143 people die from toxic bootleg liquor in northeast India

GERMAN PRESS AGENCY - DPA
NEW DELHI
Published 25.02.2019 11:02
A doctor attends to a victim, who had consumed bootleg liquor, at a hospital in Jorhat in northeastern state of Assam, India, Saturday, Feb. 23, 2019. (AP Photo)
A doctor attends to a victim, who had consumed bootleg liquor, at a hospital in Jorhat in northeastern state of Assam, India, Saturday, Feb. 23, 2019. (AP Photo)

The death toll from liquor poisoning in India's northeastern state of Assam rose to 143 on Sunday as scores were still hospitalized in what is considered one of the deadliest bootleg alcohol tragedies in the country in recent times.

The victims were mostly tea plantation workers in the Golaghat and Jorhat districts who drank the methanol-laced brew on Thursday evening. The death toll had soared to 102 by Saturday night.

While 85 people were killed in Golaghat, 58 died in adjoining Jorhat, according to Dhiren Hazarika and Roshni Aparanji Korati, both senior officials from the respective districts.

"Almost 200 people are still hospitalized, but I think the worst is over. Most of those admitted are in a stable condition," Hazarika said.

"Many people are being discharged after treatment but several others come in their place with complaints of symptoms like nausea. The figures of hospitalizations keep fluctuating," he added.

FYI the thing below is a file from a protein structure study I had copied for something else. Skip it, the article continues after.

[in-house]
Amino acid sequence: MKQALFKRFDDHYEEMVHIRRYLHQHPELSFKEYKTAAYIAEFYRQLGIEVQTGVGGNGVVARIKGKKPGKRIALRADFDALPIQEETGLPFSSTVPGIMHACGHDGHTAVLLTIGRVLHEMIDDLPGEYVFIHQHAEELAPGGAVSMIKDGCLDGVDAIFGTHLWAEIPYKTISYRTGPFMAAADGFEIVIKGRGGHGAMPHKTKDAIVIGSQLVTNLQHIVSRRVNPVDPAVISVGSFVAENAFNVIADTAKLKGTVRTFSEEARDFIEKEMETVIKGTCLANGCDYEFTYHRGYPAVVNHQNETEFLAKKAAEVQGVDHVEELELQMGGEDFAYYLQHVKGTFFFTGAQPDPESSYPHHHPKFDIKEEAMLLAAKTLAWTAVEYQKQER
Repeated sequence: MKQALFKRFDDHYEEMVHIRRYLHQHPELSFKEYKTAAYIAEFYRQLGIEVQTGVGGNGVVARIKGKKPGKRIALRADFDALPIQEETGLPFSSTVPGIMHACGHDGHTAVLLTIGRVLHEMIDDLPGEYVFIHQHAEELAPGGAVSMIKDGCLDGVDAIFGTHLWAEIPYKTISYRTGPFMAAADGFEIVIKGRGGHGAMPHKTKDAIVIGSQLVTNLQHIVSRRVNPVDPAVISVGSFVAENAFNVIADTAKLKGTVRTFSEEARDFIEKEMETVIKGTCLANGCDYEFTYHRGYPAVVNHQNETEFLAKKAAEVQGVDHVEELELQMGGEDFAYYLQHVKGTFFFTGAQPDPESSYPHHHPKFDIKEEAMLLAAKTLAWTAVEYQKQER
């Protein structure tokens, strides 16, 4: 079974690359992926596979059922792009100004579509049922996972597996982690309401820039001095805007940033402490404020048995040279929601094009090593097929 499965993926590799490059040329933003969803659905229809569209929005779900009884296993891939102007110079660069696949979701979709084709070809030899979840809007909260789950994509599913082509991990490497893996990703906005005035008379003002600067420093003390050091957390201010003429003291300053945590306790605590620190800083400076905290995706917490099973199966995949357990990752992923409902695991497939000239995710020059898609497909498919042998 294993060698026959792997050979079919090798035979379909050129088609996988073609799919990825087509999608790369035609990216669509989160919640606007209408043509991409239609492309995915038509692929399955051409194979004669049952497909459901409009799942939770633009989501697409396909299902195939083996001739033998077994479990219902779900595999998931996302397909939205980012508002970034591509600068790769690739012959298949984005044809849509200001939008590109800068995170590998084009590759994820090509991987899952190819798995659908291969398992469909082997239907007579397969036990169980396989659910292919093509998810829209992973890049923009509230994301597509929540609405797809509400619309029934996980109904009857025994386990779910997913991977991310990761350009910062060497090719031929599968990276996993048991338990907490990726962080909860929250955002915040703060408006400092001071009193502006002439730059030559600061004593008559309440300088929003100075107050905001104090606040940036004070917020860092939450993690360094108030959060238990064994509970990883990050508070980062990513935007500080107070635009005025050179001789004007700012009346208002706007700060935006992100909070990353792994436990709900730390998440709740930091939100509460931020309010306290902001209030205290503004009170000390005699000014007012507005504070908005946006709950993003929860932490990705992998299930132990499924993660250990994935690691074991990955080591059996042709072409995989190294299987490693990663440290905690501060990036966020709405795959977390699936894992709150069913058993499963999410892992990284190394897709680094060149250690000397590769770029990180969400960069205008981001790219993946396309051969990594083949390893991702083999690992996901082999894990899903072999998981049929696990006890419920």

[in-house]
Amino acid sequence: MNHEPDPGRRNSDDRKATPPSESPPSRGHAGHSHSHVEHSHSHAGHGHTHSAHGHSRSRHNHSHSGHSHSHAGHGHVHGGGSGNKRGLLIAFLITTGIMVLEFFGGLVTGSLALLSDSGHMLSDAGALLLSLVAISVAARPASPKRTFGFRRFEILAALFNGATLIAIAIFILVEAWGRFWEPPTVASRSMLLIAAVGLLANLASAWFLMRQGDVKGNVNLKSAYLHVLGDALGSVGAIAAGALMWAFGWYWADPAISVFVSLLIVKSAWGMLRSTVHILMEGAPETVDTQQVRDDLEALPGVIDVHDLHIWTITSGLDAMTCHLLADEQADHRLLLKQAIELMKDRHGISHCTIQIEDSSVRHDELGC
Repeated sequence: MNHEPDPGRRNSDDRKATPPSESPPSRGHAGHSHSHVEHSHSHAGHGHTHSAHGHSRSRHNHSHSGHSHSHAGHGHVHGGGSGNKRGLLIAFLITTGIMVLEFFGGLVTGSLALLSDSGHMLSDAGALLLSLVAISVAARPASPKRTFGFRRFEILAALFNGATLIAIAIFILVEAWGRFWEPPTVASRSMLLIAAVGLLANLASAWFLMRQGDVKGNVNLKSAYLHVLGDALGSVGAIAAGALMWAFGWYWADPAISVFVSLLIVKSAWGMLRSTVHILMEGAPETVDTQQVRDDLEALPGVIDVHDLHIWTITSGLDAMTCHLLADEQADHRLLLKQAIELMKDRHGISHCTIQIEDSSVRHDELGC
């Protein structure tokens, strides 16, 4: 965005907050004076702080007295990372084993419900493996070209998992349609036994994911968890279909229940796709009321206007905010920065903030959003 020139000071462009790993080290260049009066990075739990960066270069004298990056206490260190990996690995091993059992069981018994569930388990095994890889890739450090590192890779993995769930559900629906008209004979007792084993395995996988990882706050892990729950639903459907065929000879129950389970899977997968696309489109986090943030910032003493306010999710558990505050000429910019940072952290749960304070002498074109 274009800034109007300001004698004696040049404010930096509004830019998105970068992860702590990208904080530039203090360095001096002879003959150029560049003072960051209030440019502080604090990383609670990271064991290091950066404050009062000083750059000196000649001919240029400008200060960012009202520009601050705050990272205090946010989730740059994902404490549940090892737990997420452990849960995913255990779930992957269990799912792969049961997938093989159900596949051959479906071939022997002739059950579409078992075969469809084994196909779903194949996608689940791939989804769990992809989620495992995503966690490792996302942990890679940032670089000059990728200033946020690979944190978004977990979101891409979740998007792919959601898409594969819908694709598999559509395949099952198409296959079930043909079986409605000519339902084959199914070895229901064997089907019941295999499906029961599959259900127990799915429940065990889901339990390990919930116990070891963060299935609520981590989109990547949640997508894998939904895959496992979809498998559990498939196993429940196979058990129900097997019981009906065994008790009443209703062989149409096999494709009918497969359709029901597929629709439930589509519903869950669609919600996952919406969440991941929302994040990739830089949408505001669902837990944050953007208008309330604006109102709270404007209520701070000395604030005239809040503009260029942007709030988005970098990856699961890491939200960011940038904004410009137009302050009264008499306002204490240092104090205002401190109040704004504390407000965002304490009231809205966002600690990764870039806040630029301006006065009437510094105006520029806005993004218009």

Korati said initial investigations showed the deaths were due to methanol poisoning, but investigators are awaiting reports from a forensic science laboratory where the liquor samples were sent.

"The drink is essentially a molasses-based brew, but people producing spurious liquor add methanol and ingredients like urea to increase its potency," she said.

State authorities which ordered investigations into the two incidents had announced compensation of 200,000 rupees (2,815 dollars) to the relatives of the dead.

Fourteen suspects linked with the sale of the liquor were arrested and more than 15,000 liters (3,963 gallons) of illicit liquor were destroyed in a police crackdown.

The illegal liquor trade thrives in India because it is much cheaper than commercially-produced alcohol.

An average of 1,000 people, most of them poor, die in India each year after consuming illegally brewed alcohol, government data shows.

The liquor is usually made with poor-quality ingredients, and sometimes mixed with industrial alcohol and toxic substances.

Deaths as a result of consuming such alcohol hit the headlines regularly. In some of the worst cases of such poisoning, 200 people died in 1992 in Odisha state and 180 in West Bengal in 2011.

Less than two weeks ago, more than 100 people died in the northern states of Uttar Pradesh and Uttarakhand after drinking tainted liquor.

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